As for the Beyonce backing track? The Marines said basically, "hey, that music is Beyonce's, and go contact her lawyer if you want a copy of it." Of course, I'm not sure that's correct, since, once again the sound recording of the backing track (i.e., without the lyrics) should be in the public domain, even if the composition is not.
There is one more wrinkle in all of this. Under the FOIA, the government is required itself to post online for download works that have been requested multiple times. Thus, as Muckrock notes, if a bunch of people all make a similar request to the one he did, at some point soon, the US Marine Corp. may be required to post the tracks. That, of course, would raise an interesting question. If it does so, would the US government then be violating the copyrights of John Williams? My guess is that if it got to that, the Marine Corp. would either ignore the requirement to post, arguing that copyright blocks it, or if it actually did post the tracks, perhaps it would claim sovereign immunity against any legal threat.
by Mike Masnick
Thu, Apr 25th 2013 7:30am
from the good-for-them dept
Thu, Apr 25th 2013 5:21am
from the the-more-things-change dept
It is somewhat instructive to learn that these are questions that are not being raised for the first time, however. In this video of a panel hosted by the Writers Watch Legislative Conference in 1987, several members of the media attempt to tackle the question of how media members should treat secret information when it is provided to them by their sources. It is an hour long but, if you're interested in the topic of what the media's role should be in serving the public, it's worth every second.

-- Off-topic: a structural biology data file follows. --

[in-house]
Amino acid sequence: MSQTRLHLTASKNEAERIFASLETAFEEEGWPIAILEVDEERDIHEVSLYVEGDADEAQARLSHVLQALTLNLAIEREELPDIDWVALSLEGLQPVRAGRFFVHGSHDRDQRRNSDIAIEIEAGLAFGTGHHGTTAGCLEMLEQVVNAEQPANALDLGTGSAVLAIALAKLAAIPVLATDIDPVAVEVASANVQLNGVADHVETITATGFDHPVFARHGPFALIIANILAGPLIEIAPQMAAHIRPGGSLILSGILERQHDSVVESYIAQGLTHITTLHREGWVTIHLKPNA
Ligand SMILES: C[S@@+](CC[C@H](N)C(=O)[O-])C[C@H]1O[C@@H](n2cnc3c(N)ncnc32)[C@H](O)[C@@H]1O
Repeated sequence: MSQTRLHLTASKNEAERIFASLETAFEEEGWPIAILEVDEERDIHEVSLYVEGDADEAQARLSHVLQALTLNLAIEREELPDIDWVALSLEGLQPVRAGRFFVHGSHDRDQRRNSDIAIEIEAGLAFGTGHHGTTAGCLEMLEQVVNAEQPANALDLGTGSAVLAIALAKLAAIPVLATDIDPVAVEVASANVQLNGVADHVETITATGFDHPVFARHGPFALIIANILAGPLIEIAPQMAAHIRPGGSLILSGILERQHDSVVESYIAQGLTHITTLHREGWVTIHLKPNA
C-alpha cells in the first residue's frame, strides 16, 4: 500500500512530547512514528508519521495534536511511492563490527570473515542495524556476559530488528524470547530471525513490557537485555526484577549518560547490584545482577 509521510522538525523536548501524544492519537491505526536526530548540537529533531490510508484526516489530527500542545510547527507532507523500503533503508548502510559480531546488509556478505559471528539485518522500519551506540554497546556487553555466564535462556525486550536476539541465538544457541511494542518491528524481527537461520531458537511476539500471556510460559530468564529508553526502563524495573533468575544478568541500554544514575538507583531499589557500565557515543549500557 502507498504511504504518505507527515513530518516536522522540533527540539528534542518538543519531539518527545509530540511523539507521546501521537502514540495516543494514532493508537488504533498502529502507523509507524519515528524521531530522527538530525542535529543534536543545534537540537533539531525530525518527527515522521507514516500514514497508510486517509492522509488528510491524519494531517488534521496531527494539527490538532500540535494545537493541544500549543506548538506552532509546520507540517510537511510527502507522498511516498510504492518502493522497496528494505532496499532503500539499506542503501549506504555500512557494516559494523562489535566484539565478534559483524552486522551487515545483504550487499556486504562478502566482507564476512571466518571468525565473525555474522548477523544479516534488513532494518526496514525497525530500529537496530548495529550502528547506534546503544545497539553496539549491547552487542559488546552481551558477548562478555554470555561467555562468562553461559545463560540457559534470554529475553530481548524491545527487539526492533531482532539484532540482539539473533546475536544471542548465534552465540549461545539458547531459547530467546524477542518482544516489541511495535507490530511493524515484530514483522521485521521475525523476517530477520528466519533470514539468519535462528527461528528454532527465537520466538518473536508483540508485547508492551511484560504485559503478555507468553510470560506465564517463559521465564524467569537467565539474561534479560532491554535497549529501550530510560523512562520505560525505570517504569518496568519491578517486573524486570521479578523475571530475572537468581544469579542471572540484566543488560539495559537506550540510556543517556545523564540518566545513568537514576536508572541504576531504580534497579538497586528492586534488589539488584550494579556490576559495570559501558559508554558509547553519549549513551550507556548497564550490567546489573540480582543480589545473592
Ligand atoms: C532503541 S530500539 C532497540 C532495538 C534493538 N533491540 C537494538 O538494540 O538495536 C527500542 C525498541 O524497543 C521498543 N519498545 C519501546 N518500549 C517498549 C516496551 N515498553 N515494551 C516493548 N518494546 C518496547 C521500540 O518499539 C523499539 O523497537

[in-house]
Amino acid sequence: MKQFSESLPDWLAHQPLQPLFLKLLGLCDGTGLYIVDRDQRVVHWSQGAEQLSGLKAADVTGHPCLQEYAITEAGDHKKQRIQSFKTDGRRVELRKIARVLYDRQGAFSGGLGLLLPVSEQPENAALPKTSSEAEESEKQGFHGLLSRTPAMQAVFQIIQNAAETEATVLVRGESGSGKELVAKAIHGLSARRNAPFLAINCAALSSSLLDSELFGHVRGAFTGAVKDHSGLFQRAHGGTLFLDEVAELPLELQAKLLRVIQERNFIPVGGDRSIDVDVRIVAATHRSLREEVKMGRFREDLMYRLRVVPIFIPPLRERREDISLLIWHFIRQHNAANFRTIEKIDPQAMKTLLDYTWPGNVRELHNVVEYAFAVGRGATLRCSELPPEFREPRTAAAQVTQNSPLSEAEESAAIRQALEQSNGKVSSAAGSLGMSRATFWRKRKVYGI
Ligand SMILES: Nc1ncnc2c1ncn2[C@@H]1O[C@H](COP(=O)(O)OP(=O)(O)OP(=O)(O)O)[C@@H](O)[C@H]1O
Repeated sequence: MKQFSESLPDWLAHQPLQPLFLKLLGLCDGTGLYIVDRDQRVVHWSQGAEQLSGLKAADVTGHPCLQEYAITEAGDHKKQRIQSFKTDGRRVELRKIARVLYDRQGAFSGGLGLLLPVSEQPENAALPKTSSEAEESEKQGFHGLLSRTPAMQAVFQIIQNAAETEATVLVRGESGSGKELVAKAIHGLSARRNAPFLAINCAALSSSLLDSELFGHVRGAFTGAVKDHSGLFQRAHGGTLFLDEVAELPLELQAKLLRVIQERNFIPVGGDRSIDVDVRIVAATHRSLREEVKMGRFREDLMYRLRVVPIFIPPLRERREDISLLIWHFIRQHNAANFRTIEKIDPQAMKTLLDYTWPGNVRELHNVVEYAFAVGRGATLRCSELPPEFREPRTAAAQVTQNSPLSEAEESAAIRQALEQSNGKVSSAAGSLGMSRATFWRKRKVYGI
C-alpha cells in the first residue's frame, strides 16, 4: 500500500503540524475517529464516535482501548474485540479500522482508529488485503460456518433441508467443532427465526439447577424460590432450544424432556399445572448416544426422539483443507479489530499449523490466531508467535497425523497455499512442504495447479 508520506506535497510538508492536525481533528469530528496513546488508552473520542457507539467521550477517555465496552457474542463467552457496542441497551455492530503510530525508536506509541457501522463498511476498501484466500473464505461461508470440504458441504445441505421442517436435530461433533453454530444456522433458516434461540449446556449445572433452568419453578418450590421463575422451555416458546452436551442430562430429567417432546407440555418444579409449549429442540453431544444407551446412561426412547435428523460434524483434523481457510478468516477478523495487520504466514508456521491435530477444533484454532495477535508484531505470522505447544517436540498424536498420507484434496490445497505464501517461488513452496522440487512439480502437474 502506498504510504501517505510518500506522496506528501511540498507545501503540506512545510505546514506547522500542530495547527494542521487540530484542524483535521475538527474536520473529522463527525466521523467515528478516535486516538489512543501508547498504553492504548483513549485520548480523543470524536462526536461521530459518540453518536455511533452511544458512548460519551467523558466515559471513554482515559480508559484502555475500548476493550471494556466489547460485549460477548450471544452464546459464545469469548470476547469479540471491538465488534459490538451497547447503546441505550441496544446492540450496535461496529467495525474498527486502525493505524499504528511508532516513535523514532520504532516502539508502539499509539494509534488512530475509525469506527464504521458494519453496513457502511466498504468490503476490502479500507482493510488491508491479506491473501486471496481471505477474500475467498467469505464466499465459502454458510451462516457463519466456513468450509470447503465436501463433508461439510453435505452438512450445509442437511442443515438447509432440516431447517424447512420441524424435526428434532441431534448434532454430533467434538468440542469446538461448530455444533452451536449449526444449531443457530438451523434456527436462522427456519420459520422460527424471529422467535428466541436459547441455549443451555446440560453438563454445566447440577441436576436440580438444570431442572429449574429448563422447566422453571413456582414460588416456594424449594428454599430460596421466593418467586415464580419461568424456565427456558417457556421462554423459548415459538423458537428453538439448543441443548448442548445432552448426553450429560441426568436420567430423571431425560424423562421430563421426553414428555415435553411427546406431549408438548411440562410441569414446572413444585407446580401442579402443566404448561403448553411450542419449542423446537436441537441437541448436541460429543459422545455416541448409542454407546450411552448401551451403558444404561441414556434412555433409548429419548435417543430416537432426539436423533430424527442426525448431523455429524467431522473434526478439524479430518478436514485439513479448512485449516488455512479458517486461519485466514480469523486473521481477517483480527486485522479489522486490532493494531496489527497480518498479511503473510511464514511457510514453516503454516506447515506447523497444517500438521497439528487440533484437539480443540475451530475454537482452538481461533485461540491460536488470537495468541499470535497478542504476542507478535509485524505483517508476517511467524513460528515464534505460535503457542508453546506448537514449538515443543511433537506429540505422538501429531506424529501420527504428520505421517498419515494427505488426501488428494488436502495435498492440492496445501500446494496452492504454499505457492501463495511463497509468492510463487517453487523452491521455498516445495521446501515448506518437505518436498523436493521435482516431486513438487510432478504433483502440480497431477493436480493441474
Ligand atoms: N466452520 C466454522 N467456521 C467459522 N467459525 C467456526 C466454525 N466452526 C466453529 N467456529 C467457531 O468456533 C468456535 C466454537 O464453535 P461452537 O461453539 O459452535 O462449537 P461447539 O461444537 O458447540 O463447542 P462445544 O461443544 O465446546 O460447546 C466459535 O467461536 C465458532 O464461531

"You should never allow yourself to forget when considering official secrecy and its analogues that you are the intended target of official secrecy and those that doubt it and those that swallow the patriotic defenses for this sad construct are preparing in their minds and trying to prepare in your minds to become model citizens in a national security state. And that's a destiny that I think you should reject while you're lucky enough to be able to do so."And:
"I regard in fact official secrecy as a negation of the proper conduct and supervision of national security."